Is U.S. Aid Complicit in Egyptian Abuses?

President Barack Obama during his statement on Egypt in Chilmark, Massachusetts on August 15, 2013 (Photo Credit: Jim Watson/AFP/Getty Images).
President Barack Obama during his statement on Egypt in Chilmark, Massachusetts on August 15, 2013 (Photo Credit: Jim Watson/AFP/Getty Images).

President Obama, it’s time to stop the export of small arms and light weapons to Egypt and to come clean with the American people what our military aid has been buying in Egypt.

Following weeks of brutal crackdowns on civilians in Egypt, the United States should halt exports of small arms, light weapons and tear gas and any other items that could be used to facilitate human rights violations. Any such items, including ammunition, used in these weapons and armored vehicles, must not be transferred until Egyptian authorities install adequate safeguards to prevent violations of international human rights law.

The United States must also promote accountability at home, by disclosing more information regarding sales of small arms, vehicles, and crowd control equipment to Egypt. Such sales are often of low dollar value, and seldom subject to public scrutiny. They come with high human costs, though. The American people deserve to know that their government is not condoning the arming of human rights violators.

What evidence we have is not reassuring. We know that:

  • The U.S. reported exports of 1,524 military rifles and machine guns to Egypt between 2011 and June 2013.  In 2011-12, the U.S. sent 2,050 pump-action shotguns in large batches. In July 2012, the U.S. delivered cartridges for rifles and pistols worth US $169,479.
  • U.S. equipment and weaponry have been sighted in security forces’ actions against protesters. Boeing AH-64 Apache attack helicopters were used in surveillance of the Cairo camps, and armored Caterpillar D7R bulldozers helped break up the protests.
  • Other crowd control items are part of the package. In 2011, the U.S. authorized sale of some 73,000 items to Egypt listed as “toxic agents,” a category which includes teargas.

[pullquote text=”The American people deserve to know that their government is not condoning the arming of human rights violators.”]In the days following the Aug. 14 action by the Egyptian security forces against camps of supporters of deposed Egyptian President Muhammad Morsi, Amnesty International’s researchers collected testimonies from eyewitnesses of the assault, victims, relatives of victims and doctors and observed the wounds of a number of those killed. What they saw indicated that the security forces used lethal force in a blatant disregard for human life. The security forces used disproportionate force, failed to differentiate between violent and non-violent protesters, targeted bystanders and resorted to lethal violence when it was not necessary to protect lives or prevent serious injuries.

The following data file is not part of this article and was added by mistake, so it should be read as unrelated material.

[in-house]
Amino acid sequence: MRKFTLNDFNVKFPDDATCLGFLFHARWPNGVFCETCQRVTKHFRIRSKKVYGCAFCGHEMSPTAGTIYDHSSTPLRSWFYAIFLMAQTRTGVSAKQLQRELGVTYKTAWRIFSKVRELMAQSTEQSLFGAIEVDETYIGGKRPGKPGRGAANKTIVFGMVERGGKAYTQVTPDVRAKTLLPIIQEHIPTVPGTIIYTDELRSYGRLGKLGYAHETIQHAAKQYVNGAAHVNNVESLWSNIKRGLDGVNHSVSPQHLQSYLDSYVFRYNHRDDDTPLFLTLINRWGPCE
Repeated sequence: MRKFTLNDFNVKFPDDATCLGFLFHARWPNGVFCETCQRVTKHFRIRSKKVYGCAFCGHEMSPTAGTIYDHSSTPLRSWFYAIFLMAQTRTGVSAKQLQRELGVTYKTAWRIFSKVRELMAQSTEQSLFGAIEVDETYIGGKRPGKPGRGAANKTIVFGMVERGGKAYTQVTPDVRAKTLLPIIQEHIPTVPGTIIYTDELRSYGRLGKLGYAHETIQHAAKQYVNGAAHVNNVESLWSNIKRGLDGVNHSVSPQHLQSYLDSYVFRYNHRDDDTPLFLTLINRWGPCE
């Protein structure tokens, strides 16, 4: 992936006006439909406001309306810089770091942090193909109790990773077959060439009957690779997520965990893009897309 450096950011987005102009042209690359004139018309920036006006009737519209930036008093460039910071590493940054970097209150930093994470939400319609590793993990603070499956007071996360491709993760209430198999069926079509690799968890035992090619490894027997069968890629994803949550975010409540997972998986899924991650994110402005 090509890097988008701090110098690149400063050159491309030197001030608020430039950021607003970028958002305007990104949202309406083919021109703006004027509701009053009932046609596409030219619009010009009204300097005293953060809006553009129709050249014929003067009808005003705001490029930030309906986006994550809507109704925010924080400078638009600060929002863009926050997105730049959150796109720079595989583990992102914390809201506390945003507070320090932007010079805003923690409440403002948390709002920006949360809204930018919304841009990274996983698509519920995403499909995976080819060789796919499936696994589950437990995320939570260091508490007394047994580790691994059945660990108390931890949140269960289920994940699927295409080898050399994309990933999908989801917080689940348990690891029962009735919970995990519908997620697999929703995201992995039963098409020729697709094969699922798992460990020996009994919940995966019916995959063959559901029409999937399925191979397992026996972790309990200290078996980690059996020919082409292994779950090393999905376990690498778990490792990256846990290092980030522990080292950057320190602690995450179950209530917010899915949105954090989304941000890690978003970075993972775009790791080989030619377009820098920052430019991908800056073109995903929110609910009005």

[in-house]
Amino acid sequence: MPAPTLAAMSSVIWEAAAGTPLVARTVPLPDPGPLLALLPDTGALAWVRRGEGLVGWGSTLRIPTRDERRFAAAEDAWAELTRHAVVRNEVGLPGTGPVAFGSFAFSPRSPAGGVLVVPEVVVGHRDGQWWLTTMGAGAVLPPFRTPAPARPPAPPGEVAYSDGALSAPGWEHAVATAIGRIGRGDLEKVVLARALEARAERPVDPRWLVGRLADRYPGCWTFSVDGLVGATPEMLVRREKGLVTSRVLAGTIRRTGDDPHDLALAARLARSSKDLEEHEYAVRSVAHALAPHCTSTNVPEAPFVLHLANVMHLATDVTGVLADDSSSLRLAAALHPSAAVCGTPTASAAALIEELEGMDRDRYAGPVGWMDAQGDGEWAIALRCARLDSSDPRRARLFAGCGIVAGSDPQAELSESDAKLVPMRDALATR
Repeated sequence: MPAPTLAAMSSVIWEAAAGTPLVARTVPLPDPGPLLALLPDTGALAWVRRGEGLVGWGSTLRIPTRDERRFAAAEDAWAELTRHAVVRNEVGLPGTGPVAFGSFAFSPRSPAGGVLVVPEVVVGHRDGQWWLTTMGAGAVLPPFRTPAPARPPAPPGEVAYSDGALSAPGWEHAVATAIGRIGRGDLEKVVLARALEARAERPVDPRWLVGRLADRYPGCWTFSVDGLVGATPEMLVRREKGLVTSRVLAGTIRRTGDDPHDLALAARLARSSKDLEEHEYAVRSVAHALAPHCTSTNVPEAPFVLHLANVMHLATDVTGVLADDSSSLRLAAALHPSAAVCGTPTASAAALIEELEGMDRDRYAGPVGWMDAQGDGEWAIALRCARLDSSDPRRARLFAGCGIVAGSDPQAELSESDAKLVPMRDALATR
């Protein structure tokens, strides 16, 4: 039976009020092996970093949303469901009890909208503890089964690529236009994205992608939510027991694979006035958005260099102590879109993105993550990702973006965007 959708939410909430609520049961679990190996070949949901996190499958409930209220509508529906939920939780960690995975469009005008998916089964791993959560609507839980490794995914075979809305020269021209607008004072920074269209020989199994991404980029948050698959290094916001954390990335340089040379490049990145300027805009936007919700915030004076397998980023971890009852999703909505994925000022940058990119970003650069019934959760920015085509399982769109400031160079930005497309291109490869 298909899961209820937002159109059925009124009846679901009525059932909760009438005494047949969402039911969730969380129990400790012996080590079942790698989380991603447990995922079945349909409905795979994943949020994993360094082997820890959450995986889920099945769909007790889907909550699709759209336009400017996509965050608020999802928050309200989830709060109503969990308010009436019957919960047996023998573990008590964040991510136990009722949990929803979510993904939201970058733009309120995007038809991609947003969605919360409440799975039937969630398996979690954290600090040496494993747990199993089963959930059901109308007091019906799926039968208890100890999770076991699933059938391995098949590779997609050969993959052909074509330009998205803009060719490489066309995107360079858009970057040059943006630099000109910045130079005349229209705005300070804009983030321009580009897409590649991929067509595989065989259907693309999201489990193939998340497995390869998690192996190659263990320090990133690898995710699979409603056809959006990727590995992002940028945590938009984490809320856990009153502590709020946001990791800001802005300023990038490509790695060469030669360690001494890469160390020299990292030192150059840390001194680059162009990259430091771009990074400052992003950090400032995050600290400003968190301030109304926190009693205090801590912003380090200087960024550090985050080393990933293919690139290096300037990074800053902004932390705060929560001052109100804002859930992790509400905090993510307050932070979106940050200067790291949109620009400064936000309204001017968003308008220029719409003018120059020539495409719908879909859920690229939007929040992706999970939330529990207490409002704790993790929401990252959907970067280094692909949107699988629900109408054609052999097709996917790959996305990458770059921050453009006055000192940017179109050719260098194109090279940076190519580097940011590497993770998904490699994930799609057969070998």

Many of the corpses observed by Amnesty International had gunshot wounds to the upper body, indication that the security forces made little effort to prevent deaths. While Amnesty International recognizes the Egyptian government’s responsibility for protecting public safety, the weight of the evidence in the Aug. 14 action indicates that the excessive force constituted a human rights violation.

Researchers also documented the use of violence by Morsi supporters and condemned the increasing tide of sectarian violence, but that does not justify the human rights abuses by the Egyptian forces.

In addition to suspending aid for arms sales used in human rights violations, Amnesty International calls on the United States government to review arrangements for training Egyptian military and:

  • Guarantee that any training and other security assistance provided by U.S. state and corporate actors to the Egyptian army and security forces will include rigorous practical exercises and operating standards designed to ensure full respect for international human rights law, such as the U.N. Basic Principles on the Use of Force and Firearms for Law Enforcement Officials.
  • Ensure technical assistance and training for an impartial screening mechanism to ensure that all trainees and trainers from Egypt on such courses are vetted to ensure they are not themselves implicated in serious human rights abuses.
  • Support the establishment of effective, independent and impartial accountability and oversight mechanisms for all Egyptian military, security and police forces with capacity to monitor, document and publicly report alleged serious violations.
  • Use its influence to pressure the Egyptian authorities to conduct an urgent and impartial investigation in all of these incidents, and to bring those responsible for the violence to justice.

The road to a new future for Egypt, one with a new political culture based on human rights and open to all Egyptians has been a rocky one. Egyptians still have hope they can complete the journey, but they need our support. When the U.S. aid abets the violations of human rights, it has to stop.

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